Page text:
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I was able to see further

  1. Jan 1, 2006 #1
    "I was able to see further...."

    I recently was looking through some website about Isaac Newton and I found this interesting quote:
    "I was able to see further because I was standing on the shoulder of giants"
    Those are a powerful words, but yet I don't think I understand them well. I wanted to ask you guys if you can explain in to me in a right way, what did he mean by 'shoulder of giant' ?
  2. jcsd
  3. Jan 1, 2006 #2


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    He means that he was only able to make his discoveries because of the work that other people did before him.
  4. Jan 1, 2006 #3


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    I believe the quote is "If I have seen further it is by standing on the shoulders of giants.

    I like the other version "If I haven't seen further, it's because some giant's shoulders were in my way". :biggrin:
    Last edited: Jan 1, 2006
  5. Jan 1, 2006 #4


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    This was apparently written by Newton in a letter to Robert Hooke. Some think Newton was only making fun of Hooke's short stature, but this is still a matter of some debate.

    Regardless of what he really meant, the quote has been retained as a symbol of how science is done. Even the most famous of scientists could not have accomplished what they did without the many contributions of past scientists. With all of the praise that is heaped upon the likes of Einstein and Newton, it's easy to forget this. Science is a community effort. :smile:
    Last edited: Jan 1, 2006
  6. Jan 1, 2006 #5


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    Does the text of that letter exist anymore? If he greated Hooke as "Shorty" it could end the debate.

    I'm partial to these versions:

    "If I have not seen as far as others, it is because giants were standing on my shoulders." -- Hal Abelson (Jeff Goll according to http://en.wikipedia.org/wiki/Hal_Abelson" [Broken])

    "In computer science, we stand on each other's feet."-- Brian K. Reid
    Last edited by a moderator: May 2, 2017
  7. Jan 1, 2006 #6
    The surest way to make a monkey of a man is to quote him.
    Robert Benchley

    Quotation, n. The act of repeating erroneously the words of another. The words erroneously repeated.
    Ambrose Bierce, The Devil's Dictionary (1911)
  8. Jan 1, 2006 #7
    Apparently versions of this sentiment go way back before Newton:

    Bernard of Chartres used to say that we are like dwarfs on the shoulders of giants, so that we can see more than they, and things at a greater distance, not by virtue of any sharpness on sight on our part, or any physical distinction, but because we are carried high and raised up by their giant size.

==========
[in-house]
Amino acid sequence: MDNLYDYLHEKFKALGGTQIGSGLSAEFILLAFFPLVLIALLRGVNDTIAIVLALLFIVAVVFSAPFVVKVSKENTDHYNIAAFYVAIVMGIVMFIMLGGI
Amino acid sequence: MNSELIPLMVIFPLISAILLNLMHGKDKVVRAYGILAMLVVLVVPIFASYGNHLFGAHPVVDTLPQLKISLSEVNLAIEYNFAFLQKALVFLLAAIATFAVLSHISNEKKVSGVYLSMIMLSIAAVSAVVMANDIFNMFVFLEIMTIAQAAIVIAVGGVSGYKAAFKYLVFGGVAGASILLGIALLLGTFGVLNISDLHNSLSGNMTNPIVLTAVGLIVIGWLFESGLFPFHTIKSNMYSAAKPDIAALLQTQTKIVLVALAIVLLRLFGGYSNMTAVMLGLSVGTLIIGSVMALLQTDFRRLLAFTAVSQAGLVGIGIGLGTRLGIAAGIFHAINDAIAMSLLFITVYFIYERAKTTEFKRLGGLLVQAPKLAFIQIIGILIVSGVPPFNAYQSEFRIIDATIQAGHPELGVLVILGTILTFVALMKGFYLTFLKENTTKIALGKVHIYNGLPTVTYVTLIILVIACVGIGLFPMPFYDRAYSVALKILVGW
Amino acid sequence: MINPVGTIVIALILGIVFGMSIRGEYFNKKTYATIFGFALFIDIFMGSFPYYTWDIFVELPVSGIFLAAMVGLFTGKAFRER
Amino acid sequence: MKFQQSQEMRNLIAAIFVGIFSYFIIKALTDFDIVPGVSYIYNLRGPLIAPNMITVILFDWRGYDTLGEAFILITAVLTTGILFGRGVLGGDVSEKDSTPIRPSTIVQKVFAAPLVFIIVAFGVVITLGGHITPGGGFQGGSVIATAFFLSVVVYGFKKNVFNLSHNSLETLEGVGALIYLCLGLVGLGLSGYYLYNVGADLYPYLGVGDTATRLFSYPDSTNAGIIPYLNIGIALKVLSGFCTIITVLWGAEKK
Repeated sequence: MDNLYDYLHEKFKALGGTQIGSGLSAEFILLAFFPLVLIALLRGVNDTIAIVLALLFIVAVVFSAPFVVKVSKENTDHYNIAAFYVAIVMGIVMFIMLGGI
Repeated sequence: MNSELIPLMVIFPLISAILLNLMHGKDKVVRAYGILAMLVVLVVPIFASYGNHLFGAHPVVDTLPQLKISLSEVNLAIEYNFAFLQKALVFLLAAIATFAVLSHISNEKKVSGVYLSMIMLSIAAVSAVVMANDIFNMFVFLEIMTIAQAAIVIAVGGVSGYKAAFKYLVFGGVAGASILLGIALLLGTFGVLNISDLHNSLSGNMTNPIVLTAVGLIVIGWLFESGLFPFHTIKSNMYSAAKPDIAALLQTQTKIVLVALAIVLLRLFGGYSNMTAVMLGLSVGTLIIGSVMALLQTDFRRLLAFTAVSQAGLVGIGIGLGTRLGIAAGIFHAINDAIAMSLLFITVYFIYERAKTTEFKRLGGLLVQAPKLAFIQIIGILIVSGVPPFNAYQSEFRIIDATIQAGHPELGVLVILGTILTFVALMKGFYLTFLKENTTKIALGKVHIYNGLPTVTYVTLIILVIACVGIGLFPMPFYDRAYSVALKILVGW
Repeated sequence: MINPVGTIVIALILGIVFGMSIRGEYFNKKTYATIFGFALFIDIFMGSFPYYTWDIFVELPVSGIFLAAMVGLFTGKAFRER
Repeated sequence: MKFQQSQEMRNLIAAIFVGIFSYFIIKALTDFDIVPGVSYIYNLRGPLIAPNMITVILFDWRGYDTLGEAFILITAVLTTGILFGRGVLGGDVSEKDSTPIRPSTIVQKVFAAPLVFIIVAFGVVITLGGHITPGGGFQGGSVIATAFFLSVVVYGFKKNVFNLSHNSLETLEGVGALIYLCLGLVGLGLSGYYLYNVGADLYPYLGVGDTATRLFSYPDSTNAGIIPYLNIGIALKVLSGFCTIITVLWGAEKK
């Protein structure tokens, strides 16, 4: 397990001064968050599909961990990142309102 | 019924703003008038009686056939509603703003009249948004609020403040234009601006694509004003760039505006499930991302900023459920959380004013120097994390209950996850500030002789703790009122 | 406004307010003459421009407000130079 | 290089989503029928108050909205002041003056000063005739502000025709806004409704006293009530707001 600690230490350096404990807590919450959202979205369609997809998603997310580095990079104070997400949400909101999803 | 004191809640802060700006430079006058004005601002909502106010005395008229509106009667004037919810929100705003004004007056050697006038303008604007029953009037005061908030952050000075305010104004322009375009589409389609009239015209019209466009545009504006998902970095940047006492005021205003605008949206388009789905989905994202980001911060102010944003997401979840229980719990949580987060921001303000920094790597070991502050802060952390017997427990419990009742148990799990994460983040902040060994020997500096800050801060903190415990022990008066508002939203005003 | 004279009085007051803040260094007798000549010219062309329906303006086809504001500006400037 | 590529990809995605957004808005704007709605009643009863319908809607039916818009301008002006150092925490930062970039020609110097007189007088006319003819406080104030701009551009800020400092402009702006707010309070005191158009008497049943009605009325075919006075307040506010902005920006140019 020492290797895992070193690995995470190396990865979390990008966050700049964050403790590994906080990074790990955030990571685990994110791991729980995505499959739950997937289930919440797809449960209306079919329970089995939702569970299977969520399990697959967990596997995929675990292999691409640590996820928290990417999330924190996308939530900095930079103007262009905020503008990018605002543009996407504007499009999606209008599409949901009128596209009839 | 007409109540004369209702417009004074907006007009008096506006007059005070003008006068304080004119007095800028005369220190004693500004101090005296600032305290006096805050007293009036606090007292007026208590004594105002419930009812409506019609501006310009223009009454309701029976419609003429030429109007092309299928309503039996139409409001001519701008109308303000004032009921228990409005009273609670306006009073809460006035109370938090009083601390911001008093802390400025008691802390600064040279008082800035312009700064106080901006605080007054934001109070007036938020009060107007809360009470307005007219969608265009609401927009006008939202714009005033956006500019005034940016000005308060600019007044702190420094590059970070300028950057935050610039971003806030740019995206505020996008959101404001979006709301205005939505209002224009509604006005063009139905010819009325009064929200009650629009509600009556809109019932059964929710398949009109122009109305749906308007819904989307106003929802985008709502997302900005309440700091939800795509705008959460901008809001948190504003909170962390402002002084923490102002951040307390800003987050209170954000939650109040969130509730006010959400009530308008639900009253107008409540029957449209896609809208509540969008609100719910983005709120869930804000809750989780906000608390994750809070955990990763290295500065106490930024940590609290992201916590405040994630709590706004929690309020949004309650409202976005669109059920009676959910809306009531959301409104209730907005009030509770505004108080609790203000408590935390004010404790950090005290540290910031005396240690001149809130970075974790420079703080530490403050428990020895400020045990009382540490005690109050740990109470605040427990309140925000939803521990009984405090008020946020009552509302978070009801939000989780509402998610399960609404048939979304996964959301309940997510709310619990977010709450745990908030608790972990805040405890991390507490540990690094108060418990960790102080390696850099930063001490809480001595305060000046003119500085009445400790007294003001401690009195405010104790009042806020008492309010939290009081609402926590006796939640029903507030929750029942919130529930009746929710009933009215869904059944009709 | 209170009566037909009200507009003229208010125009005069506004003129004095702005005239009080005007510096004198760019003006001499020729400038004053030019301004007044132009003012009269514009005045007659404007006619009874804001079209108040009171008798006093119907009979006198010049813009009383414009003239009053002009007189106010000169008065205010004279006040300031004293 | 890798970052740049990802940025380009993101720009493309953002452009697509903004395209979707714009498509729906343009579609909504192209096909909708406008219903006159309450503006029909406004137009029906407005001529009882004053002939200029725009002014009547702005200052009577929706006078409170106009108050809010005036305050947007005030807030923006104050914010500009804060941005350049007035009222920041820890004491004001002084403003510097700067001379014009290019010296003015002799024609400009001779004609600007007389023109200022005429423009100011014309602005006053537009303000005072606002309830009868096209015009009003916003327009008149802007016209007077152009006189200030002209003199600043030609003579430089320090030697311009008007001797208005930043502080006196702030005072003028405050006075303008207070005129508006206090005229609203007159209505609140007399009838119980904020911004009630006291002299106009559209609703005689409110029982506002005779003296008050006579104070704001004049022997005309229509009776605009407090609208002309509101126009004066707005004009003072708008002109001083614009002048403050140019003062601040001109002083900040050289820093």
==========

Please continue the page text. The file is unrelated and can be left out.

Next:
John of Salisbury, Metalogicon (1159)

    Dwarfs on the shoulders of giants see further than the giants themselves.
    Stella Didacus, Eximii verbi divini CONCIONATORIS
    ORDINNIS MINORUM Regularis Observantiae (1622)

    A dwarf standing on the shoulders of a giant may see farther than a giant himself.
    Robert Burton, The Anatomy of Melancholy (1621-1651)
    "Democritus to the Reader"

    A dwarf on a giant's shoulders sees farther of the two.
    George Herbert, Jacula Prudentum (1651)

    If I have seen [a little] further it is by standing on the shoulders of giants.
    Isaac Newton, letter to Robert Hooke (5 February 1676)
    in H. W. Turnbull (ed.), Correspondence of Isaac Newton (1959)
    [Since Hooke was rather short, this may not have been intended as a compliment.]

    I like this one:

    Newton won the race in part because, as he put it, he had stood on the shoulders of giants and in part because he just happened to be the biggest giant of them all.
    Alan Cromer, Uncommon Sense: The Heretical Nature of Science (1993)
  9. Jan 1, 2006 #8
    Allright, thank you guys for helping me with this.

    I agree, all scientific discoveries are based on one's teachings and discovieries before.

    "Science is a community effort"
    Yeah, it is the community effort, or rather many dedicated and eager to know more - people's effort. There are still much more people in our communities who don't care about science, great knowledge and wisdom.
  10. Jan 1, 2006 #9


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    I was actually thinking of the scientific community. It's true, however, that the general public also contributes to science, perhaps most notably with its tax dollars. :wink:
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